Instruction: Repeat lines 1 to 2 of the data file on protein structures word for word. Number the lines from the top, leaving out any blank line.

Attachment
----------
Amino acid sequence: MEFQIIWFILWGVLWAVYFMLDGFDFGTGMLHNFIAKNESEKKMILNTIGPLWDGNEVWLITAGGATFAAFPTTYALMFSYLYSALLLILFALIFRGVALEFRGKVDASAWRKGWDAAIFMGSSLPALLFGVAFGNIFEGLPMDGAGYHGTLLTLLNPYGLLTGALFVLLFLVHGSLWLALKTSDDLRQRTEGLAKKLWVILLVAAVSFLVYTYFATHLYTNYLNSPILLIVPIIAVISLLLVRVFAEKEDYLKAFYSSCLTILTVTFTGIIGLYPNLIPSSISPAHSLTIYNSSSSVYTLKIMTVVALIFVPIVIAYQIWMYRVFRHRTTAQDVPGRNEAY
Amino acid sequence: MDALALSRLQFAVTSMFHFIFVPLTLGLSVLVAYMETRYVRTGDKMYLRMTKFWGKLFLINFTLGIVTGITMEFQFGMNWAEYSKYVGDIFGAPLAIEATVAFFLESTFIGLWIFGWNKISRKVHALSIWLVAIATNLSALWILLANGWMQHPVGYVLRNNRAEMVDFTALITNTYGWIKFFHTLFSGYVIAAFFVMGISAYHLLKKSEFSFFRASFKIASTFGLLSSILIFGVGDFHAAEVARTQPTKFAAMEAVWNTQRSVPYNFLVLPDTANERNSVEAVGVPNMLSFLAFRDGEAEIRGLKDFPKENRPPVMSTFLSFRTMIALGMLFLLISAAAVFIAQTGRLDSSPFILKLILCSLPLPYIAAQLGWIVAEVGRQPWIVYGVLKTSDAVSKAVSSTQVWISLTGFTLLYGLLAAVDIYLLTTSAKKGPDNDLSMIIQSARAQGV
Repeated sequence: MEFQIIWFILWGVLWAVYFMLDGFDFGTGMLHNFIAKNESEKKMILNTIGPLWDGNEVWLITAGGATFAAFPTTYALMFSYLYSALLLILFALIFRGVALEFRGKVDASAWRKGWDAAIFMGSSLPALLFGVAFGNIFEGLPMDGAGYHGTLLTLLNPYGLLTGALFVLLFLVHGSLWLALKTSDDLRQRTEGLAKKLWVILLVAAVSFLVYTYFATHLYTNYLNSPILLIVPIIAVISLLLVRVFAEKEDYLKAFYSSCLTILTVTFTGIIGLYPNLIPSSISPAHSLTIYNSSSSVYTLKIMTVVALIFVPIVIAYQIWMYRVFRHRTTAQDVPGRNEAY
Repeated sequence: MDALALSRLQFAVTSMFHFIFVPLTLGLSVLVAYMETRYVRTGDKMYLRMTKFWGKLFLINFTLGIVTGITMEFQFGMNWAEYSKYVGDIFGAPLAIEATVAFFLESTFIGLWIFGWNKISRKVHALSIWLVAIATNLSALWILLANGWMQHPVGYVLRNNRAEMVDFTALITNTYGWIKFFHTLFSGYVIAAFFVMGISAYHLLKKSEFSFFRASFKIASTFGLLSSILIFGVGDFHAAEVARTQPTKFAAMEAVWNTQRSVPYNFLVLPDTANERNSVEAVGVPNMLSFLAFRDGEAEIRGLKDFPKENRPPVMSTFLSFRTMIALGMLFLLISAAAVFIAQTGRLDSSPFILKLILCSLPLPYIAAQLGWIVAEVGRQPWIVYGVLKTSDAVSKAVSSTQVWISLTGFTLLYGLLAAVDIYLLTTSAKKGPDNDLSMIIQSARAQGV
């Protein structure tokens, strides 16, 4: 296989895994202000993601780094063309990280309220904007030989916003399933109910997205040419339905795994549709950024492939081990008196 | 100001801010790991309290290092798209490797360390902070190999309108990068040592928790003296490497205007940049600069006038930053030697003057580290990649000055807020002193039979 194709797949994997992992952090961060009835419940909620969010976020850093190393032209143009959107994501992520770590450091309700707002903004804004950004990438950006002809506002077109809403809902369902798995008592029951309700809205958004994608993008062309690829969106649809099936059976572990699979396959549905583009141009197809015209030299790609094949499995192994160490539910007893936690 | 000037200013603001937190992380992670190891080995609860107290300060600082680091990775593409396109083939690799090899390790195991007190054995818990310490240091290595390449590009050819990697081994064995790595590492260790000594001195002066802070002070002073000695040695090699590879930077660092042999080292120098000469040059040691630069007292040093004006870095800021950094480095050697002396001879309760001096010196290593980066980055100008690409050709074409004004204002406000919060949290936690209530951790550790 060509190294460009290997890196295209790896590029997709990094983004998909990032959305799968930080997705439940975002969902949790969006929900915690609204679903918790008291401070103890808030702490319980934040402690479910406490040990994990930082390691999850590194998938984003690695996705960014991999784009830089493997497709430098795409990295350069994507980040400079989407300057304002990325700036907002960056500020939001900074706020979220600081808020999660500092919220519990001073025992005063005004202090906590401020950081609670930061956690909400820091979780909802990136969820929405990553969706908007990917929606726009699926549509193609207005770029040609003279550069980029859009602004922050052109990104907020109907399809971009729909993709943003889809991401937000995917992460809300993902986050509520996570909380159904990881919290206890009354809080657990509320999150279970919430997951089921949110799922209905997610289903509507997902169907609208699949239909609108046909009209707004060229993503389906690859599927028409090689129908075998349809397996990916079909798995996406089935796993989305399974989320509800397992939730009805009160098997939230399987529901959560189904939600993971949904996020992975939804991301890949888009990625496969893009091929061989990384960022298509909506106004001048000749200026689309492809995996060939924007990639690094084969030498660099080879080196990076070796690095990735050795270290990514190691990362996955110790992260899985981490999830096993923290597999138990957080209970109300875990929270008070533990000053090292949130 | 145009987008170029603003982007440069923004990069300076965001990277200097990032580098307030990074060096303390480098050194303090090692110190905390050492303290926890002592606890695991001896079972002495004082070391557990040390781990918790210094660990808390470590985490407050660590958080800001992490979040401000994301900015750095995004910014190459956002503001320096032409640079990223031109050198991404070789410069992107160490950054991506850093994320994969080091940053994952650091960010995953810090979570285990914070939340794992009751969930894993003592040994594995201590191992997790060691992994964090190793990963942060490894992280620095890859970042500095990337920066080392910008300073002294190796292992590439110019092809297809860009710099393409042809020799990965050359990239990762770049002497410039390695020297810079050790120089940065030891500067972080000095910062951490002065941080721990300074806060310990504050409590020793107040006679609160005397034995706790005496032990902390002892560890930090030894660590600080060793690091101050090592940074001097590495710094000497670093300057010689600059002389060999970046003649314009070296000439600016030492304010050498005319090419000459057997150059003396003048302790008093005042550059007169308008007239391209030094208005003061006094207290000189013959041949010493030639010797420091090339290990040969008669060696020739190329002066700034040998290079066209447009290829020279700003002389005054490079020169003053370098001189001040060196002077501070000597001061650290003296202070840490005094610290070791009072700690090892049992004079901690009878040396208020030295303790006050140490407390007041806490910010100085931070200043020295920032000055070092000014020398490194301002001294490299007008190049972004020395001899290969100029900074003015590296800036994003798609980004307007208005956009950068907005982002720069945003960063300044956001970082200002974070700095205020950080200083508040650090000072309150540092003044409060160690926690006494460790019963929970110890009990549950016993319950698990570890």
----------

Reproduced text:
Amino acid sequence: MEFQIIWFILWGVLWAVYFMLDGFDFGTGMLHNFIAKNESEKKMILNTIGPLWDGNEVWLITAGGATFAAFPTTYALMFSYLYSALLLILFALIFRGVALEFRGKVDASAWRKGWDAAIFMGSSLPALLFGVAFGNIFEGLPMDGAGYHGTLLTLLNPYGLLTGALFVLLFLVHGSLWLALKTSDDLRQRTEGLAKKLWVILLVAAVSFLVYTYFATHLYTNYLNSPILLIVPIIAVISLLLVRVFAEKEDYLKAFYSSCLTILTVTFTGIIGLYPNLIPSSISPAHSLTIYNSSSSVYTLKIMTVVALIFVPIVIAYQIWMYRVFRHRTTAQDVPGRNEAY
Amino acid sequence: MDALALSRLQFAVTSMFHFIFVPLTLGLSVLVAYMETRYVRTGDKMYLRMTKFWGKLFLINFTLGIVTGITMEFQFGMNWAEYSKYVGDIFGAPLAIEATVAFFLESTFIGLWIFGWNKISRKVHALSIWLVAIATNLSALWILLANGWMQHPVGYVLRNNRAEMVDFTALITNTYGWIKFFHTLFSGYVIAAFFVMGISAYHLLKKSEFSFFRASFKIASTFGLLSSILIFGVGDFHAAEVARTQPTKFAAMEAVWNTQRSVPYNFLVLPDTANERNSVEAVGVPNMLSFLAFRDGEAEIRGLKDFPKENRPPVMSTFLSFRTMIALGMLFLLISAAAVFIAQTGRLDSSPFILKLILCSLPLPYIAAQLGWIVAEVGRQPWIVYGVLKTSDAVSKAVSSTQVWISLTGFTLLYGLLAAVDIYLLTTSAKKGPDNDLSMIIQSARAQGV